So what about the presentation? While there’s only so far you can take a tennis game, about the same distance you can take a game like PGA Tour, it’s still impressive to see in motion. Just like about every sports game made since 2000, you can go in and customize your tennis player to your choosing. You can switch hair, eyes, eyebrows, body structure, weight and about anything you can think of. The details involved are pretty intricate; far more than they probably needed to be for a tennis game. The end result is very sharp, expressive character models that look smooth in motion. The facial structure, the detailed expressions and the player movements are pretty solid in Virtua Tennis 4. From Roddick to Nadal, you’ll find some very sharp details in their animated selves.
Something that most people may not notice or give credit to is the very pretty environments that can actually work against you in some respect. The grass, clay and standard tennis courts are what you would expect. They look good and have the right amount of shading and detail to them. The one thing that impressed me the most was the lighting on the courts. If you’re outdoors and you’ve got the sun to your back then the court looks normal. Once you switch sides and have the sun facing you the court gets bright quick. This type of environment change is not only accurate, but also tough to work with sometimes in the game. Getting your eyes adjusted to such a trivial thing makes for another element to deal with in this title. As much as it annoyed me it really impressed me that Sega was that detailed with the design.
With most of what I’m saying falling under the ‘praise’ category let’s talk about the ‘needing to be fixed’ stuff. At the beginning of the game I had the hardest time trying to figure out some net shots. Not only were they tough to perform sometimes, but also they were tough to read when your opponent was performing them. Each instance usually ended in me losing points. Granted, Sega did put in an option to get a court view of the action, but that simply doesn’t solve the issue. I’m not sure if it was angular or what (or that I’m just getting old), but it really did frustrate me a bit.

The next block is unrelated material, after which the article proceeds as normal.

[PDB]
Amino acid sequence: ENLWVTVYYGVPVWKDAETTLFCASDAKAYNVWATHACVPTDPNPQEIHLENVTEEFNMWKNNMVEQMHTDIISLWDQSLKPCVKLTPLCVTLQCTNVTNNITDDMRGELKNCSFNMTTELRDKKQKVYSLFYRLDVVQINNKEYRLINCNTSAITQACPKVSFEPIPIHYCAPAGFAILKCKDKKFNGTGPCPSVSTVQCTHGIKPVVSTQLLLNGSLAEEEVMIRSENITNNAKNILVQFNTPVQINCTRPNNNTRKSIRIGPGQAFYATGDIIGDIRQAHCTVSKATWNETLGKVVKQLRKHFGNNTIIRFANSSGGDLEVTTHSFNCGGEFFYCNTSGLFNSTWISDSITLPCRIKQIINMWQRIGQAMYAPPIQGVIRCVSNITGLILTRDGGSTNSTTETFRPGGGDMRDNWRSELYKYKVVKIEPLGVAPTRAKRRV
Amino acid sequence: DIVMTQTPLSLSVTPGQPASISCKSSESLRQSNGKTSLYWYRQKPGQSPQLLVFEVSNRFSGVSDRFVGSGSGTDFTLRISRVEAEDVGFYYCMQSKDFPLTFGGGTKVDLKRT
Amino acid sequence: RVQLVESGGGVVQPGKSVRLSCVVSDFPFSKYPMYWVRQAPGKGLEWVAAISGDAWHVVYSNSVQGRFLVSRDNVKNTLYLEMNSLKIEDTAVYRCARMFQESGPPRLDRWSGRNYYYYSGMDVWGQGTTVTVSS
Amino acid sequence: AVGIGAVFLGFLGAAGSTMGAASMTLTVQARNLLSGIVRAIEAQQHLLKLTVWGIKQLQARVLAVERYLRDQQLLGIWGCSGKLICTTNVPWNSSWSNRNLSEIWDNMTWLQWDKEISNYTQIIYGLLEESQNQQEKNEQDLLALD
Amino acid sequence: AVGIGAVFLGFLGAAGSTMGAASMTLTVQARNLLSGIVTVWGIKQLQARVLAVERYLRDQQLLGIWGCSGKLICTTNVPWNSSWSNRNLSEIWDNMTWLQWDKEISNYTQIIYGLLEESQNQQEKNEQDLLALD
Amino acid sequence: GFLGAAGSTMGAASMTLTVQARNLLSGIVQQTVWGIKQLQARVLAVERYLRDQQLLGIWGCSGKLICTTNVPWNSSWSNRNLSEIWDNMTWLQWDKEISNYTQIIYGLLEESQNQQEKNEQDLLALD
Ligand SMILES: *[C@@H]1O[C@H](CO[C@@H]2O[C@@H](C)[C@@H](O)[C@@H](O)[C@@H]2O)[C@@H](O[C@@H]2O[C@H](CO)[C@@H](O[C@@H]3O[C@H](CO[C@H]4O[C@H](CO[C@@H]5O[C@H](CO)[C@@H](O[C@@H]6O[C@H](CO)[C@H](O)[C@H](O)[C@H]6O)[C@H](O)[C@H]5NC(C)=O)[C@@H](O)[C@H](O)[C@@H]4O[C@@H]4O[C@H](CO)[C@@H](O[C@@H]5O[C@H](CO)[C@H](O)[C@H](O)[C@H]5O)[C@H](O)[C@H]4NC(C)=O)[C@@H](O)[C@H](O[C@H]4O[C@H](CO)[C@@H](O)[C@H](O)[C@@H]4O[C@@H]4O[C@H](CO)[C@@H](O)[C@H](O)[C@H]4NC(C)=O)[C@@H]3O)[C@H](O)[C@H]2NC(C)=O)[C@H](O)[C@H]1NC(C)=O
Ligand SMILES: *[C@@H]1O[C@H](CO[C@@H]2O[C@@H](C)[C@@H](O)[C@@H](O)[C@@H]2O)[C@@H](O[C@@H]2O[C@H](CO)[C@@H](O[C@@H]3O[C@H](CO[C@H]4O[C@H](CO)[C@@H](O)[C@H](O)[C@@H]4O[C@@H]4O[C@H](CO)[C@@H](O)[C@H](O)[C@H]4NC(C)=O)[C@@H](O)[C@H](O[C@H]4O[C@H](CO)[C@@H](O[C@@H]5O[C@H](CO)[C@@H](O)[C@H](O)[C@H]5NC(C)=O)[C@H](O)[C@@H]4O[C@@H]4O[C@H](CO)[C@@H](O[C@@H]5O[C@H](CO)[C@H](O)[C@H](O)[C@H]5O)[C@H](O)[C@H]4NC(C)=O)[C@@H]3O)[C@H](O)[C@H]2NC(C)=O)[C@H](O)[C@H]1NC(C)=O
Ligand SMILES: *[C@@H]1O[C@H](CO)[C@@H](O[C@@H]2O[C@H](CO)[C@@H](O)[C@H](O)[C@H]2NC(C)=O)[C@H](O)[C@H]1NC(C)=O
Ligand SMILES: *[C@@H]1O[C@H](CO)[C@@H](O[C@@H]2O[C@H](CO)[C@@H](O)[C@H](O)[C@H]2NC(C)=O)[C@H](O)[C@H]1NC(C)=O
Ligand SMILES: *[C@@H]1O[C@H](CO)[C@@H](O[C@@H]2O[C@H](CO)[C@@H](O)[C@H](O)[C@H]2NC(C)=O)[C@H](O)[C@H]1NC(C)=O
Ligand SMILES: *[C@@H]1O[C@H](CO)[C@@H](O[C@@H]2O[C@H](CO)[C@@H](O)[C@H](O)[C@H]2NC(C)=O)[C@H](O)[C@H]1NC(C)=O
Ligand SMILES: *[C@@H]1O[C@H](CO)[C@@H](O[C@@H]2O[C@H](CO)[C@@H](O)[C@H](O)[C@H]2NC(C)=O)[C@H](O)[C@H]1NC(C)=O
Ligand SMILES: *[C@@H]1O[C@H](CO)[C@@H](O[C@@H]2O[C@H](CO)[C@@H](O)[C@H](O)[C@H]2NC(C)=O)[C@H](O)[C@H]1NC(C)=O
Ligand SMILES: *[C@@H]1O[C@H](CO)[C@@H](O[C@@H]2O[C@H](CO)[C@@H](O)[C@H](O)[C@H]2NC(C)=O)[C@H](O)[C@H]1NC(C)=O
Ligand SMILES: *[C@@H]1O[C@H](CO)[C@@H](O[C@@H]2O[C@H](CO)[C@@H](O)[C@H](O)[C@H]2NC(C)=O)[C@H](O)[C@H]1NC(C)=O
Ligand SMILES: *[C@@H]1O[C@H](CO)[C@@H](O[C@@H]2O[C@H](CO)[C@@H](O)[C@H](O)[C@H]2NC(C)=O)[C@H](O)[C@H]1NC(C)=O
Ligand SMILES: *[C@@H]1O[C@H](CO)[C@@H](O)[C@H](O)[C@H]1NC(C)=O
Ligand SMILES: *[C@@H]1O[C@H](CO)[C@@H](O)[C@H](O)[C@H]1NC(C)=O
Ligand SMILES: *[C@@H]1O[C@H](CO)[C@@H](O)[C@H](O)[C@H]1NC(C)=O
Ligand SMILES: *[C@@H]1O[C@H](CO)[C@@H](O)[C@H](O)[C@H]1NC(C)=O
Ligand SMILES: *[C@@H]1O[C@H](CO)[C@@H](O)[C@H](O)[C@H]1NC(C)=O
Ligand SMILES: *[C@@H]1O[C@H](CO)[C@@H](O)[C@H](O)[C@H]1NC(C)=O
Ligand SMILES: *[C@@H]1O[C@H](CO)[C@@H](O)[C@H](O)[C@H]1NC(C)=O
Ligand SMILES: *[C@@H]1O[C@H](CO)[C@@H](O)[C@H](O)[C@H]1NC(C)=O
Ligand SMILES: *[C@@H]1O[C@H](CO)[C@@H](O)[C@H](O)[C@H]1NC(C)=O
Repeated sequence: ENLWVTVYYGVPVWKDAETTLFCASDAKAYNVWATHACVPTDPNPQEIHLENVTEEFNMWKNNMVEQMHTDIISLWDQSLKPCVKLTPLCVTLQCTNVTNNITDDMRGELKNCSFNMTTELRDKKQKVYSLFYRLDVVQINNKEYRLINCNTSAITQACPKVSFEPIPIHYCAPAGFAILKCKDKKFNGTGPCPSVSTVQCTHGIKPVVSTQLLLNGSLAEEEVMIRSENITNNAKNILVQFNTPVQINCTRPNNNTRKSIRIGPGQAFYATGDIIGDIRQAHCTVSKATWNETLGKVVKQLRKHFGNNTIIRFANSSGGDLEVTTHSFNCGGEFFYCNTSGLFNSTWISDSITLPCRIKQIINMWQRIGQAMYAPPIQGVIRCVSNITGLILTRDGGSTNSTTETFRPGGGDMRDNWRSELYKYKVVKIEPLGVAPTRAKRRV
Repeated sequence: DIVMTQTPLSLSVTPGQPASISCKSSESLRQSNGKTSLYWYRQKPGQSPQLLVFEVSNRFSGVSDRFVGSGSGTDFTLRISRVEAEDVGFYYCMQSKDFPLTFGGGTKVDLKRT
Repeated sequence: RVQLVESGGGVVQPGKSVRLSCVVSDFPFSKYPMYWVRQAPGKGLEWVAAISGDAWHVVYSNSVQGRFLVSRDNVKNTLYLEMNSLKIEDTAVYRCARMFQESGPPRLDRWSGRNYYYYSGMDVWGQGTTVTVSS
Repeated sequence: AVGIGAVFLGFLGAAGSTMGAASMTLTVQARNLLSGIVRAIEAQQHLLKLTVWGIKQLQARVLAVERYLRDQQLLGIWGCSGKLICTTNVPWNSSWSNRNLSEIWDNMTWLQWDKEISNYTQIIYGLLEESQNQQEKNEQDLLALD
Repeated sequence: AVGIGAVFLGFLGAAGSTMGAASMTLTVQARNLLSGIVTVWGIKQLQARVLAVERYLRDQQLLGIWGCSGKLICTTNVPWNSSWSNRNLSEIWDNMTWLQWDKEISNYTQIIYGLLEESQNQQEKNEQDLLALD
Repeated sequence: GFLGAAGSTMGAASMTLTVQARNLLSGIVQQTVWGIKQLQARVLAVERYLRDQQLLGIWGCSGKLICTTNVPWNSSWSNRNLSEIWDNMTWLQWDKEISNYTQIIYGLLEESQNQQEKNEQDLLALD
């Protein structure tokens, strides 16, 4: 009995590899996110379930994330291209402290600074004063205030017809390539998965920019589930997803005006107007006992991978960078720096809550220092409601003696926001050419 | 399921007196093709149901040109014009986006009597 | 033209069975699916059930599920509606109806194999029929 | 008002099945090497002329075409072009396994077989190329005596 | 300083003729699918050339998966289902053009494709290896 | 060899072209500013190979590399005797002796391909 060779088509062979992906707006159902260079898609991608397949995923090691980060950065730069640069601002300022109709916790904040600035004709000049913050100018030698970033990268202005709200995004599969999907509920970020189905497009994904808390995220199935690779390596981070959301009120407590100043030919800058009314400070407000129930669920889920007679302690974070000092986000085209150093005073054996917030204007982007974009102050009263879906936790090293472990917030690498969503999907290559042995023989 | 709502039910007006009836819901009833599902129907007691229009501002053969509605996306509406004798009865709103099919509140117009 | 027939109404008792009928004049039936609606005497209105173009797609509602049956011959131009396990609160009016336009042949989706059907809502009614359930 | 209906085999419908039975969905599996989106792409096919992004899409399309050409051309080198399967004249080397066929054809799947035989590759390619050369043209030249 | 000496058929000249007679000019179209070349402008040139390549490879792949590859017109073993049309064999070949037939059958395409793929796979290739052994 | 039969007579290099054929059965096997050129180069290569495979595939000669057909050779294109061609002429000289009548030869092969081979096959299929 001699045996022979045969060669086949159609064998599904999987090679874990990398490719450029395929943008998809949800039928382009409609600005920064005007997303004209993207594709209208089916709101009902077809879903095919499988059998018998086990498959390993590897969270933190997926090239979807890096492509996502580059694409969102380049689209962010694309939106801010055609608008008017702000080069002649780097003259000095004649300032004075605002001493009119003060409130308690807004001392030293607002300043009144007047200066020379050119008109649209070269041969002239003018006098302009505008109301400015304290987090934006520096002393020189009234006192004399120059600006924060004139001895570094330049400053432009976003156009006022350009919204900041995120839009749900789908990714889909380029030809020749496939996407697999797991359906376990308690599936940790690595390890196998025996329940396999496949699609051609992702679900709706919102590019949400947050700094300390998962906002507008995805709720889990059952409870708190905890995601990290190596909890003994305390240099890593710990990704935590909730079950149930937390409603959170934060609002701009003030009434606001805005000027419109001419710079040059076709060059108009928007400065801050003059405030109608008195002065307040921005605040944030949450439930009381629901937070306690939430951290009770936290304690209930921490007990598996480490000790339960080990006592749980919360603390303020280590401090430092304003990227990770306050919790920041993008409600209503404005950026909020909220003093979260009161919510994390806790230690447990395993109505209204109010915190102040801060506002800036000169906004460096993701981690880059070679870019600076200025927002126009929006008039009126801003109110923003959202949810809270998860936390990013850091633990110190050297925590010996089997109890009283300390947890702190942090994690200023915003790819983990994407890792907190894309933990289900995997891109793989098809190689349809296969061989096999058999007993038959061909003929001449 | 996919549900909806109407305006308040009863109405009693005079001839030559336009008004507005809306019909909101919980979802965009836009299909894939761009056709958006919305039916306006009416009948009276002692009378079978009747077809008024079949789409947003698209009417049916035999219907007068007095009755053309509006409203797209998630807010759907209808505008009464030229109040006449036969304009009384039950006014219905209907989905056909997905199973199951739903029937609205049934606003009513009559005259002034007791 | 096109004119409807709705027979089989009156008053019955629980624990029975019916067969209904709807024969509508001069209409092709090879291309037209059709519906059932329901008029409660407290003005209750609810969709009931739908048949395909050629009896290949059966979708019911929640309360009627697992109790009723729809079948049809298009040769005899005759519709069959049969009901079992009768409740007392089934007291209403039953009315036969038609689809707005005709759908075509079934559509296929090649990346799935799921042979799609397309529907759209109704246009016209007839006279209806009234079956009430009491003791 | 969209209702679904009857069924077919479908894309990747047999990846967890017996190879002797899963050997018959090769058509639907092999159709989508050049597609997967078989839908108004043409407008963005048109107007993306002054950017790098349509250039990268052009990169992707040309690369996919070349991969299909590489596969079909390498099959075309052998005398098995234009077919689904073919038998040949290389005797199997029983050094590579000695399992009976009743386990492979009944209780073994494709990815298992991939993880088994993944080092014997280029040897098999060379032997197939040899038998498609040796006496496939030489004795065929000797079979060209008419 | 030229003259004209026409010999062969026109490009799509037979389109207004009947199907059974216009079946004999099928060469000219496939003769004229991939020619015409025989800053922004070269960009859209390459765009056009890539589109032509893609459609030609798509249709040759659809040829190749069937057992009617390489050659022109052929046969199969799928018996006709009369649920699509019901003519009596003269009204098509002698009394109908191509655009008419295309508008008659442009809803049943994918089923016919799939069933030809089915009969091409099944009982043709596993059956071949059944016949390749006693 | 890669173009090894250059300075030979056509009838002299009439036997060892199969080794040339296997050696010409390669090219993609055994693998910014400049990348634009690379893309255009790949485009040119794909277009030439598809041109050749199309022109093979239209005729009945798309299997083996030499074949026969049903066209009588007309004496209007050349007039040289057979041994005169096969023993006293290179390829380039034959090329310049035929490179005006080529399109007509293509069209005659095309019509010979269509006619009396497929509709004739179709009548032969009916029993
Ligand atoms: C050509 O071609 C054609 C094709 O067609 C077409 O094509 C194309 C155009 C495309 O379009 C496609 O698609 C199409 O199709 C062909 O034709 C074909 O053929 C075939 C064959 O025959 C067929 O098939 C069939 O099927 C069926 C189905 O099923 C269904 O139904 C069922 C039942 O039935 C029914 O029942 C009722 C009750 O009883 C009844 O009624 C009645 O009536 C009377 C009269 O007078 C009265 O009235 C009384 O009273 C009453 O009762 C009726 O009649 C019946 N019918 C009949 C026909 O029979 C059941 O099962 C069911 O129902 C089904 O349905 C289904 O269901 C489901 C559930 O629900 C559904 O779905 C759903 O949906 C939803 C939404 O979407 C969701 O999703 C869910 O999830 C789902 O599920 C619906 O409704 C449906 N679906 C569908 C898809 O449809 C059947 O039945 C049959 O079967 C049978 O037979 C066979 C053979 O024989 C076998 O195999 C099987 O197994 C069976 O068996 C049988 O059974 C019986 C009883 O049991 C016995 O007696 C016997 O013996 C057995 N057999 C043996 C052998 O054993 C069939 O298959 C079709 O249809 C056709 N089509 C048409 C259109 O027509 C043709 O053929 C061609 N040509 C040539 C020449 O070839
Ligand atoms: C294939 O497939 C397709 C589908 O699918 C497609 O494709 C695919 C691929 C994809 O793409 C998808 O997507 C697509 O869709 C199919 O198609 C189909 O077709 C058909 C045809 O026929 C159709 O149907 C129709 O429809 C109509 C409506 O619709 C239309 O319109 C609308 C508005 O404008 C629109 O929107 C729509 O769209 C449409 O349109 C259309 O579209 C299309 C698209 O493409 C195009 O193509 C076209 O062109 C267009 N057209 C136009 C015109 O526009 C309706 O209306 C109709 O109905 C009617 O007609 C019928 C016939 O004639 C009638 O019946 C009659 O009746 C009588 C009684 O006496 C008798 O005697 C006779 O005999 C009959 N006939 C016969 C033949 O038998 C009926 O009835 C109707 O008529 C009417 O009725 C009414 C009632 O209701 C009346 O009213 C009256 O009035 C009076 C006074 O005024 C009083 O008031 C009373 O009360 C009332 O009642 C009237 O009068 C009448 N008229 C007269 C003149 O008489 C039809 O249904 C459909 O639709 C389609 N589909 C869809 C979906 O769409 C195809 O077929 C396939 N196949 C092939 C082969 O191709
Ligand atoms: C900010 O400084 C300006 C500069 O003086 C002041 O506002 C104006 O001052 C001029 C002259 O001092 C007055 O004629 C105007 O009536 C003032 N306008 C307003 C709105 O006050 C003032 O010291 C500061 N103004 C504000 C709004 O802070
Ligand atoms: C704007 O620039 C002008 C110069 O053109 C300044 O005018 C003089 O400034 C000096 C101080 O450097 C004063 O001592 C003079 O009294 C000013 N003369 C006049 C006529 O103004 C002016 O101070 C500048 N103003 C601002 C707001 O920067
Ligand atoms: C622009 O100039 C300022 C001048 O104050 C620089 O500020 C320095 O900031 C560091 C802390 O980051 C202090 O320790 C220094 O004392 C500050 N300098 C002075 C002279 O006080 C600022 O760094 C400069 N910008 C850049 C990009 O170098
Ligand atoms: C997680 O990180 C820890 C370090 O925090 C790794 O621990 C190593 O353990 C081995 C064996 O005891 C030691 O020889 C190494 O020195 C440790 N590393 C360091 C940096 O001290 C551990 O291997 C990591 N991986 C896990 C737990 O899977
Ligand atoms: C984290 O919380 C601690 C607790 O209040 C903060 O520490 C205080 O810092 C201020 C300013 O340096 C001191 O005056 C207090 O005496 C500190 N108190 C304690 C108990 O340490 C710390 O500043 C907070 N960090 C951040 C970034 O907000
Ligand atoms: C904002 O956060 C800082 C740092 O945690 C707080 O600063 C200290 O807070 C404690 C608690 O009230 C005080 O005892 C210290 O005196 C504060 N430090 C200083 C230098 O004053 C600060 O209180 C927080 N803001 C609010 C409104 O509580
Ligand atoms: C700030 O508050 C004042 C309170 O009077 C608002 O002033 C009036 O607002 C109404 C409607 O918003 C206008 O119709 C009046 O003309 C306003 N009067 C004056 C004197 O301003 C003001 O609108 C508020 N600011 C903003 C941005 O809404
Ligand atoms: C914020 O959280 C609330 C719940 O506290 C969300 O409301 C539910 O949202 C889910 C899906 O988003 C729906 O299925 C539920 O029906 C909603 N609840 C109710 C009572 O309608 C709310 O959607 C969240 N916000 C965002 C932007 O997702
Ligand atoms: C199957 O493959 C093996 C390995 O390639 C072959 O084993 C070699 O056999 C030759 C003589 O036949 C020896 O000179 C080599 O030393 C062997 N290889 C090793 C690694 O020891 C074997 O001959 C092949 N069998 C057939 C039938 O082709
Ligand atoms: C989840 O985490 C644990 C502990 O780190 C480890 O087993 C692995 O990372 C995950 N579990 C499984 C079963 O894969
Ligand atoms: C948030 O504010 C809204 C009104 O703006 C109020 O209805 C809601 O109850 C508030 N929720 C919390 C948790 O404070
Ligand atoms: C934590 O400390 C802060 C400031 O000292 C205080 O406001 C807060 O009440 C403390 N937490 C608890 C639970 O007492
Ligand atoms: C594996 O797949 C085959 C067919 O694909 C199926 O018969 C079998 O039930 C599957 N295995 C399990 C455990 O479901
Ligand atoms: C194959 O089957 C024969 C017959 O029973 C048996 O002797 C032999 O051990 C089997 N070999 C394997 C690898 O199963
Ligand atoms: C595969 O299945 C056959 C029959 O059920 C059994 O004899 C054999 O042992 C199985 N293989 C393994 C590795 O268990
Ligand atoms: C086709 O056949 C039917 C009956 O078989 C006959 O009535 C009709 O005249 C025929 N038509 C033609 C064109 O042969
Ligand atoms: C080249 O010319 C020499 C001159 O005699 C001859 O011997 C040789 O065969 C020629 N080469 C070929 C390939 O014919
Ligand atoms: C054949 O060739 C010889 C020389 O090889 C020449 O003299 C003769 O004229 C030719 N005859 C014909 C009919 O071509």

Staying with frustration, I had some issues with the condition meter. While I appreciate its purpose it goes down quickly if you don’t keep up with your training constantly. If you keep up with your training constantly then there’s a greater chance you won’t make it to a tournament on time. If you try to balance it you usually are on the short end of the stick with losing your conditioning three-fourths through a major. Once you lose your conditioning your character pretty much becomes useless. For example, when I was playing Nadal in one of the major tournaments, I found myself completely rundown on the conditioning meter. Once it was gone I suddenly had an ankle injury. Once that occurred I moved like a three-toe sloth. The game wouldn’t let me quit, so I watched Nadal disassemble my player. I hate there are no chances to recover during a tournament. Even worse I hate that no conditioning meter means I pretty much cannot finish the tournament. Very frustrating stuff.
Those were my biggest complaints.
So is this game worth your money? Is it fun? It’s a very addictive game and it’s fun, especially if you have a Move. Is it better than Top Spin 4? Not sure, as I have not played it yet. I will say that I would pay $49.99 for this game, especially if I’m a huge tennis fanatic. I think the World Tour board makes this title deep and fun. There’s plenty of thought given to the offline play, which is rare these days. I could see myself picking this game up again and playing it for no reason other than to waste time (which is a good thing). In short, yes the game is worth your time and money. Yes, this game is fun as well.